Foreign Policy Case Study Questions
Foreign Policy Case Study Case #1: The crisis in Syria– The current crisis in Syria began on March 15, 2011 with nationwide demonstrations demanding an end to nearly 50 years of Ba’ath Party rule and the resignation of President Bashar al-Assad, the current leader who inherited his father’s one-party regime. In April 2011, al-Assad ordered the Syrian Army to put down the uprising, the army opened fire on demonstrators. Al-Assad’s actions sparked armed rebellion and some rebel groups received military aid from foreign countries. Reports circulated of up to 28,000 civilians missing; allegedly, many of those missing were forcibly abducted by government troops or security forces. Also alleged by multiple sources was widespread torture in state prisons where tens of thousands of protestors were incarcerated. The United Nations has labeled the conflict with the legal definition of civil war and in January 2013 put the death toll at over 60,000. Meanwhile, some rebel groups have also been accused of human rights abuses and in February, 2013 an unidentified rebel group exploded three car bombs in the capital killing dozens of civilians. Assad’s use of violence has been condemned by the Arab League, United States, European Union and Arab Gulf States. The US and its NATO allies have insisted that al-Assad’s regime must go and al-Assad himself must step down. Russia and China have consistently blocked any UN resolutions that would impose sanctions on Syria to force al-Assad out. Al-Assad along with his domestic and foreign supporters claim that al-Assad’s removal from power would not only fail to end the civil war but would in fact make it even worse as Syrian factions long hostile to one another would fight to fill the vacuum left in the absence of Ba’ath Party rule.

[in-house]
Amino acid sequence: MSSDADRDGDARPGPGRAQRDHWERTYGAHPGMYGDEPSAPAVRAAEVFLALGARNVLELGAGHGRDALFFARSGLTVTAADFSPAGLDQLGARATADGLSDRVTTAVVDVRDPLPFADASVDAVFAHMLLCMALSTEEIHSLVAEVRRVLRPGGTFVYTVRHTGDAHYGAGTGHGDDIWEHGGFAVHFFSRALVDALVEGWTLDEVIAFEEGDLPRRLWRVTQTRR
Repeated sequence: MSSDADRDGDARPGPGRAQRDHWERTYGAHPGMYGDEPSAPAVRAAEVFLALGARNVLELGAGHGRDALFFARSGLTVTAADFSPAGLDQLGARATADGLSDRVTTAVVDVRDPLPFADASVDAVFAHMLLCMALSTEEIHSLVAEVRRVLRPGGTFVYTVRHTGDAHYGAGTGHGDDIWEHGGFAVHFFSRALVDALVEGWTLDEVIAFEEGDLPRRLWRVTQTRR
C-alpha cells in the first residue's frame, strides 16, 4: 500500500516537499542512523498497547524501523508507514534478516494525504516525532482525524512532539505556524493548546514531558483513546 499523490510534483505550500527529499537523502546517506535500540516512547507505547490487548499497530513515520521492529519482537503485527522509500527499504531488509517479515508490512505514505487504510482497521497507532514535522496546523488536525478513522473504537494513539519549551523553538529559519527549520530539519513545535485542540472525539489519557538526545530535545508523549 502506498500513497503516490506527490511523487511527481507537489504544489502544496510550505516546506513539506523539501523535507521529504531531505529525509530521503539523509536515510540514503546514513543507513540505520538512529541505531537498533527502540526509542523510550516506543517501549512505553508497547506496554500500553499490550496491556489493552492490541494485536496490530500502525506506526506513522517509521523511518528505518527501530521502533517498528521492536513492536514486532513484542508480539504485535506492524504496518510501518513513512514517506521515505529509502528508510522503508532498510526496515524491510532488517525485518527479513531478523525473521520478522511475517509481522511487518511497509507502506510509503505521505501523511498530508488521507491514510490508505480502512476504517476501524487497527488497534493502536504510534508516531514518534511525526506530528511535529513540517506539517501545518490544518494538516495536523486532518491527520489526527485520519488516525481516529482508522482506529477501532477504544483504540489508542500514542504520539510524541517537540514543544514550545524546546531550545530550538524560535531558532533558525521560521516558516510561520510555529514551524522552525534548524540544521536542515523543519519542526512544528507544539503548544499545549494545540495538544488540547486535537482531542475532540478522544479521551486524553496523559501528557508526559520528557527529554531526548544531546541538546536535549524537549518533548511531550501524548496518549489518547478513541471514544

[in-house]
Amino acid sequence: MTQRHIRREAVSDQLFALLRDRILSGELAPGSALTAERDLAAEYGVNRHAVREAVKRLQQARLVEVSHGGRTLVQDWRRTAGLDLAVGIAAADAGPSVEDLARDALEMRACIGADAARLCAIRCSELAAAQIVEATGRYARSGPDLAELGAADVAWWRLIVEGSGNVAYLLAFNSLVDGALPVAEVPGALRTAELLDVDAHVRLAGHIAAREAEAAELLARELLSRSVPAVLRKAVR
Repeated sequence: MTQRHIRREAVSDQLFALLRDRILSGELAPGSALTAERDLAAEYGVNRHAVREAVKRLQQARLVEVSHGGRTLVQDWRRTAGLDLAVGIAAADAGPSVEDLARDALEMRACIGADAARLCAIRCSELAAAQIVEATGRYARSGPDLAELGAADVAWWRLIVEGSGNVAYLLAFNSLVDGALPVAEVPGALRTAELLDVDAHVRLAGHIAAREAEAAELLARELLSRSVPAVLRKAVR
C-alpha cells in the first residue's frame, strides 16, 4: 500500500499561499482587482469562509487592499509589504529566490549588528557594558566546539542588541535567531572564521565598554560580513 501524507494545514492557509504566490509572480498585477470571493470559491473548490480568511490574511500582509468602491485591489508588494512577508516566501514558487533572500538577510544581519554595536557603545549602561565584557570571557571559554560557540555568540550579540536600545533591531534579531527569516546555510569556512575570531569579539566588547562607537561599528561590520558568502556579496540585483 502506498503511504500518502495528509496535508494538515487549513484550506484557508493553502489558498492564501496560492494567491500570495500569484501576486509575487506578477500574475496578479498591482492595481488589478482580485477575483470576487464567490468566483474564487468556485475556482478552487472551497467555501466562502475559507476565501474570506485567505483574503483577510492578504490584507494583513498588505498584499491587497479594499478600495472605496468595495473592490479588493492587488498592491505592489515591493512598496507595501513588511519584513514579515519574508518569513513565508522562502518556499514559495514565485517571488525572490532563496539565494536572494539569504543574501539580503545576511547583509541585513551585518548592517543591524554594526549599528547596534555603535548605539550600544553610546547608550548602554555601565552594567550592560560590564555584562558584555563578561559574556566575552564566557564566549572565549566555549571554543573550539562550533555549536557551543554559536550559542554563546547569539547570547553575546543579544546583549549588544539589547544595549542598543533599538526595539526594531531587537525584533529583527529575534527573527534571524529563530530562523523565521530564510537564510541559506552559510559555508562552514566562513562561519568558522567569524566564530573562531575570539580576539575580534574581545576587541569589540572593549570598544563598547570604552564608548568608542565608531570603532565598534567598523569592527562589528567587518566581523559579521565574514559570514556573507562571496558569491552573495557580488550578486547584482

Case #2: Cuban-U.S. relations: The commercial, economic and financial embargo that the US imposed on Cuba in the wake of the island’s successful 1962 Communist revolution against the anti-communist dictatorship of Fulgencio Batista was supposed to undermine the totalitarian rule of Fidel Castro and, according to the US State Department, “promote a peaceful transition to a stable, democratic government and respect for human rights in Cuba”; in the past 50 years since, the embargo has failed to achieve its intended goal. The communist government of Cuba under the leadership of Fidel Castro and his designated successor, brother Raul Castro, is a one-party regime that denies basic political freedoms and rights to Cuban citizens. Cuba imposes tightly restricted avenues for political expression; political dissent is quickly silenced and often harshly punished. Political parties opposed to Castro’s Communist Party of Cuba (PCC) are outlawed by the Cuban constitution- would be organizers and leaders of parties other than the PCC are imprisoned as criminals. Although the Cuban government has helped the tiny Caribbean nation achieve one of the highest rates of literacy in the world and has established health care and advanced medical research surpassing all other Caribbean nations, Cubans enjoy no guarantees of freedom of the press or freedom of association and they can be dismissed from their jobs if they express dissident political views. However, the United Nations has denounced the US embargo on Cuba; all other countries have established normal relations with Cuba. Some foreign policy experts say it is time for the US to end the embargo and negotiate normal trade agreements; others say we must not reward a communist dictator with the benefits of trade with the US.